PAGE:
Thomas Jefferson and the Wall of Separation Between Church and State

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No phrase in American letters has had a more profound influence on church-state law, policy, and discourse than Thomas Jefferson’s “wall of separation between church and state,” and few metaphors have provoked more passionate debate. Introduced in an 1802 letter to the Danbury, Connecticut Baptist Association, Jefferson’s “wall” is accepted by many Americans as a concise description of the U.S. Constitution’s church-state arrangement and conceived as a virtual rule of constitutional law.

Despite the enormous influence of the “wall” metaphor, almost no scholarship has investigated the text of the Danbury letter, the context in which it was written, or Jefferson’s understanding of his famous phrase. Thomas Jefferson and the Wall of Separation Between Church and State offers an in-depth examination of the origins, controversial uses, and competing interpretations of this powerful metaphor in law and public policy.

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Editorial Reviews

From the Publisher
“This book is vintage Dreisbach. . . . Anyone studying Jefferson's views of separation would be wise to use Dreisbach’s primary texts and to ponder his sage interpretation of them. This is a book that can be read in an evening, but pondered for a career.”
-John Witte Jr.,Michigan Law Review

“Excellent introduction to the thorny interpretive issues that continue to grow around Jefferson's wall.”
-The Journal of Southern History

“On an evaluative note, the book is helpful for gaining an understanding of the historical context of Jefferson’s metaphor.”
-Journal of Church and State

“In the opinion of this reviewer, Dreisbach is undeniably correct. His research is thorough, and his analysis comports with the history of the period. Dreisbach’s study of Jefferson's likely meaning when he utilized the phrase “wall of separation” makes a valuable contribution to an important area of the constitutional law, an area of great consequence to Christians. The fact that it is written by a law professor at a "top twenty" law school increases its significance and credibility in the scholar world. The book has a minimum of legal jargon and can easily be understood. Daniel Dreisbach’s book is highly recommended.”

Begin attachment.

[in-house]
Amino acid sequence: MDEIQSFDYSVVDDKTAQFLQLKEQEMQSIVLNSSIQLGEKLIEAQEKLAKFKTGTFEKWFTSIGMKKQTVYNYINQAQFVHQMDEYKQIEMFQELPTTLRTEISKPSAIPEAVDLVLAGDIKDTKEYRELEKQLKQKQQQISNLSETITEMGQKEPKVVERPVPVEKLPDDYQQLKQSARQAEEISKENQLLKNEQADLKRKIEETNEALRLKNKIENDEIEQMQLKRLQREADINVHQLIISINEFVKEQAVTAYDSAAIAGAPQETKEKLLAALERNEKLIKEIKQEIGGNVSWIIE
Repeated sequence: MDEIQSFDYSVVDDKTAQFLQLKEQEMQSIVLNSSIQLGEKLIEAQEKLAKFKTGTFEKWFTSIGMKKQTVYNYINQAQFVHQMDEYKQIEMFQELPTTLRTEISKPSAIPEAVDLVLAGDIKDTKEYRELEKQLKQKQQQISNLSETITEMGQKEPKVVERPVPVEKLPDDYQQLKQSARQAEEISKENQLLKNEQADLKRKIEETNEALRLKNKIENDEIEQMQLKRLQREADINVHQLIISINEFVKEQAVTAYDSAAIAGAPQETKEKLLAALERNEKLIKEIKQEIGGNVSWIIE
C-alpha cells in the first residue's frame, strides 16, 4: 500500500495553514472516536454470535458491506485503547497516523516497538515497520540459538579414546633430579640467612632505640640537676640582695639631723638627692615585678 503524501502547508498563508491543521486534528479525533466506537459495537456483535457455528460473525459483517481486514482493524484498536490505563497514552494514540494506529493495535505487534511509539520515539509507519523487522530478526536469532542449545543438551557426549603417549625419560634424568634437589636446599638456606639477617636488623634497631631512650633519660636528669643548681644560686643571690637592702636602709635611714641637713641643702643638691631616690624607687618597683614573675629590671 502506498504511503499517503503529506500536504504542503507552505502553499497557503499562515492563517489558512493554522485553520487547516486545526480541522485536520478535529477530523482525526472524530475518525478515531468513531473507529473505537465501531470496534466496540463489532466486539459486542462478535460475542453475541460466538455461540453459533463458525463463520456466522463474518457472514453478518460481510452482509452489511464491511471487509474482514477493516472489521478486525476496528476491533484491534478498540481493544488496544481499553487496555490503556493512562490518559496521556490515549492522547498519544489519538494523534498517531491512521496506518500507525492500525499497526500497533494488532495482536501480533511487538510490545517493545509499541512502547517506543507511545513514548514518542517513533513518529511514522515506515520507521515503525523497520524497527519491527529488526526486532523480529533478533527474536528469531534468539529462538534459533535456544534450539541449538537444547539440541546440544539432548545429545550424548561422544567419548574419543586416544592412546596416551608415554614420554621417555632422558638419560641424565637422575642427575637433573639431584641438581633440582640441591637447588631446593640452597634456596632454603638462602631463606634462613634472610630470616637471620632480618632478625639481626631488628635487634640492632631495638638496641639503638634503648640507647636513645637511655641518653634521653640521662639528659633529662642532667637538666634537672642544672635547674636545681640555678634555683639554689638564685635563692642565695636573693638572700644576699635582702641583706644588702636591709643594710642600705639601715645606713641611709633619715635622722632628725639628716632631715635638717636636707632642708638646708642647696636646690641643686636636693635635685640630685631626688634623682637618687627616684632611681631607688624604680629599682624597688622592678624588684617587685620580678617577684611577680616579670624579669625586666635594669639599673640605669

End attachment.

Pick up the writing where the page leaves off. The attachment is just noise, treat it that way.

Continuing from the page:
-Faith and Mission

Library Journal
President Jefferson's "wall of separation" metaphor is central to U.S. Supreme Court analysis of First Amendment religious practices and relations between religious institutions and governmental activities. Dreisbach (justice, law, and society, American Univ.) demonstrates the underpinnings and both 19th- and 20th-century interpretations of this pervasive metaphor, which began as a phrase in a letter Jefferson wrote to the Danbury, CT, Baptist Association in 1802. He shows how the "wall" metaphor represents a struggle for religious liberty and in a similar fashion has been used as a component of a strict separation policy between church and state. This historical analysis offers new insight into the foundations of church-state discourse in the United States while also providing documentary underpinnings to Phillip Hamburger's analysis of 17th- to 19th-century religious writings in Separation of Church and State. Almost half of Dreisbach's volume contains extensive appendixes, notes, and a bibliography. This well-constructed book will be useful for academic libraries as an addition to their history and law collections. Steven Puro, St. Louis Univ. Copyright 2002 Cahners Business Information.